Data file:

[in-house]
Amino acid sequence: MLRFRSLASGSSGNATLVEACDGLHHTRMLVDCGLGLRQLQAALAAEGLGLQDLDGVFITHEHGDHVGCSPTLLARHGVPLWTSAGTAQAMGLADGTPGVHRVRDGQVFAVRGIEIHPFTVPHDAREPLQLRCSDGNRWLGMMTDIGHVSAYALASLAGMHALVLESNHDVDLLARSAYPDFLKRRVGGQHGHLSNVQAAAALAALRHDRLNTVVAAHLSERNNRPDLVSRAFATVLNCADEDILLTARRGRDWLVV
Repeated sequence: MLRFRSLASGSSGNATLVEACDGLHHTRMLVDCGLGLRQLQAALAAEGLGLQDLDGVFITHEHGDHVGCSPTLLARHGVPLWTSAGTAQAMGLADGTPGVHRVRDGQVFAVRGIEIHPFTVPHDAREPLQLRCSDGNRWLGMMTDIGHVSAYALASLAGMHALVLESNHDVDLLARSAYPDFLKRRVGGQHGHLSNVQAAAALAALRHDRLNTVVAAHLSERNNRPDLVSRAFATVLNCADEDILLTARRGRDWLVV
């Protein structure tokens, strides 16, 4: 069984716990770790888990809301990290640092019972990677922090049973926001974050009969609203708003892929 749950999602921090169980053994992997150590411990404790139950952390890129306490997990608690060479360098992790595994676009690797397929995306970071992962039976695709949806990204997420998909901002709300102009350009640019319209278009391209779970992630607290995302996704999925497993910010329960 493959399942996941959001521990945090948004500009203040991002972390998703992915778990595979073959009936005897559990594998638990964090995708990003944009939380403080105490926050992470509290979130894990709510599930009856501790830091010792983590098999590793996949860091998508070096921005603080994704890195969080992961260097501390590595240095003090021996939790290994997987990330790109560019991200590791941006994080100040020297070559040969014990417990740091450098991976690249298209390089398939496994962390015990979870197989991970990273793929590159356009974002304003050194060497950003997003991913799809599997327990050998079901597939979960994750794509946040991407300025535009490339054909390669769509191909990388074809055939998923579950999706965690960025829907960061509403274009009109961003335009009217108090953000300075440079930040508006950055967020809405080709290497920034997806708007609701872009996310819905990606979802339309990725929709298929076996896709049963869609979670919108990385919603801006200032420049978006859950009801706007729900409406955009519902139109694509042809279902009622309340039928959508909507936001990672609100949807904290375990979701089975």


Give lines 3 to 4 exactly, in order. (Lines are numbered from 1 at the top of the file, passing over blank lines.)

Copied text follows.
Repeated sequence: MLRFRSLASGSSGNATLVEACDGLHHTRMLVDCGLGLRQLQAALAAEGLGLQDLDGVFITHEHGDHVGCSPTLLARHGVPLWTSAGTAQAMGLADGTPGVHRVRDGQVFAVRGIEIHPFTVPHDAREPLQLRCSDGNRWLGMMTDIGHVSAYALASLAGMHALVLESNHDVDLLARSAYPDFLKRRVGGQHGHLSNVQAAAALAALRHDRLNTVVAAHLSERNNRPDLVSRAFATVLNCADEDILLTARRGRDWLVV
């Protein structure tokens, strides 16, 4: 069984716990770790888990809301990290640092019972990677922090049973926001974050009969609203708003892929 749950999602921090169980053994992997150590411990404790139950952390890129306490997990608690060479360098992790595994676009690797397929995306970071992962039976695709949806990204997420998909901002709300102009350009640019319209278009391209779970992630607290995302996704999925497993910010329960 493959399942996941959001521990945090948004500009203040991002972390998703992915778990595979073959009936005897559990594998638990964090995708990003944009939380403080105490926050992470509290979130894990709510599930009856501790830091010792983590098999590793996949860091998508070096921005603080994704890195969080992961260097501390590595240095003090021996939790290994997987990330790109560019991200590791941006994080100040020297070559040969014990417990740091450098991976690249298209390089398939496994962390015990979870197989991970990273793929590159356009974002304003050194060497950003997003991913799809599997327990050998079901597939979960994750794509946040991407300025535009490339054909390669769509191909990388074809055939998923579950999706965690960025829907960061509403274009009109961003335009009217108090953000300075440079930040508006950055967020809405080709290497920034997806708007609701872009996310819905990606979802339309990725929709298929076996896709049963869609979670919108990385919603801006200032420049978006859950009801706007729900409406955009519902139109694509042809279902009622309340039928959508909507936001990672609100949807904290375990979701089975």